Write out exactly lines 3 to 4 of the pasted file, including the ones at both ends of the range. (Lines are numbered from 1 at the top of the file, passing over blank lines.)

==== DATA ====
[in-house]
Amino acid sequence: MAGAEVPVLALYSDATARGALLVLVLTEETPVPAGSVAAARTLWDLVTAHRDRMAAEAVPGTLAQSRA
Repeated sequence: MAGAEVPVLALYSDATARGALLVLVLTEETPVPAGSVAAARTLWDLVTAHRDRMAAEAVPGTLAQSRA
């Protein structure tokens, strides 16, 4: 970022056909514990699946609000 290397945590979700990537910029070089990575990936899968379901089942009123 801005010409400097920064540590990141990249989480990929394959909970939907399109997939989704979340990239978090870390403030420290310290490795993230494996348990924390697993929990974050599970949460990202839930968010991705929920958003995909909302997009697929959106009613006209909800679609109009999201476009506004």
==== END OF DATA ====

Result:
Repeated sequence: MAGAEVPVLALYSDATARGALLVLVLTEETPVPAGSVAAARTLWDLVTAHRDRMAAEAVPGTLAQSRA
């Protein structure tokens, strides 16, 4: 970022056909514990699946609000 290397945590979700990537910029070089990575990936899968379901089942009123 801005010409400097920064540590990141990249989480990929394959909970939907399109997939989704979340990239978090870390403030420290310290490795993230494996348990924390697993929990974050599970949460990202839930968010991705929920958003995909909302997009697929959106009613006209909800679609109009999201476009506004």